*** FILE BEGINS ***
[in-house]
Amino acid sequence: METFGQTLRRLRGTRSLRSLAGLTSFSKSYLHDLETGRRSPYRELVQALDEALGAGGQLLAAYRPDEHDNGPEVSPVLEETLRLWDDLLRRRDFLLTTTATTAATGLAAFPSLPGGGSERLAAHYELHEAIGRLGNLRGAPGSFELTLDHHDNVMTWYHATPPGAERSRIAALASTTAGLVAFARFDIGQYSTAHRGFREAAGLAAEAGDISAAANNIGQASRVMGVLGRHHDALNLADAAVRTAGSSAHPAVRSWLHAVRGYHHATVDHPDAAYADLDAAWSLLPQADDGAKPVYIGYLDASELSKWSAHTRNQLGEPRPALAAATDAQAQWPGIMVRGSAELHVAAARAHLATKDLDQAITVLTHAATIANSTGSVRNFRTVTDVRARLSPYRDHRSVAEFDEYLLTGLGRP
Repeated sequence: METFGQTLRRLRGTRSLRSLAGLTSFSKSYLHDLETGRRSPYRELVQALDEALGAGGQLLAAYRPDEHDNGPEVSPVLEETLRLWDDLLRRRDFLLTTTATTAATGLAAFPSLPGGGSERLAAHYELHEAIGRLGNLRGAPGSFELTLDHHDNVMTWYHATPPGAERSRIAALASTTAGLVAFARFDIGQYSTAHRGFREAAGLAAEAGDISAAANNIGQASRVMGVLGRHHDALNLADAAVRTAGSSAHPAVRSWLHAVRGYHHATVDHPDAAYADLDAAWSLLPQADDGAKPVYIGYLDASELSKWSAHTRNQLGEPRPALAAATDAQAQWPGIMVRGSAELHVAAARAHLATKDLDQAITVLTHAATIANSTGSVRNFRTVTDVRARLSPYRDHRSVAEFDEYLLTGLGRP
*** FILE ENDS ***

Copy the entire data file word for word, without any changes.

[in-house]
Amino acid sequence: METFGQTLRRLRGTRSLRSLAGLTSFSKSYLHDLETGRRSPYRELVQALDEALGAGGQLLAAYRPDEHDNGPEVSPVLEETLRLWDDLLRRRDFLLTTTATTAATGLAAFPSLPGGGSERLAAHYELHEAIGRLGNLRGAPGSFELTLDHHDNVMTWYHATPPGAERSRIAALASTTAGLVAFARFDIGQYSTAHRGFREAAGLAAEAGDISAAANNIGQASRVMGVLGRHHDALNLADAAVRTAGSSAHPAVRSWLHAVRGYHHATVDHPDAAYADLDAAWSLLPQADDGAKPVYIGYLDASELSKWSAHTRNQLGEPRPALAAATDAQAQWPGIMVRGSAELHVAAARAHLATKDLDQAITVLTHAATIANSTGSVRNFRTVTDVRARLSPYRDHRSVAEFDEYLLTGLGRP
Repeated sequence: METFGQTLRRLRGTRSLRSLAGLTSFSKSYLHDLETGRRSPYRELVQALDEALGAGGQLLAAYRPDEHDNGPEVSPVLEETLRLWDDLLRRRDFLLTTTATTAATGLAAFPSLPGGGSERLAAHYELHEAIGRLGNLRGAPGSFELTLDHHDNVMTWYHATPPGAERSRIAALASTTAGLVAFARFDIGQYSTAHRGFREAAGLAAEAGDISAAANNIGQASRVMGVLGRHHDALNLADAAVRTAGSSAHPAVRSWLHAVRGYHHATVDHPDAAYADLDAAWSLLPQADDGAKPVYIGYLDASELSKWSAHTRNQLGEPRPALAAATDAQAQWPGIMVRGSAELHVAAARAHLATKDLDQAITVLTHAATIANSTGSVRNFRTVTDVRARLSPYRDHRSVAEFDEYLLTGLGRP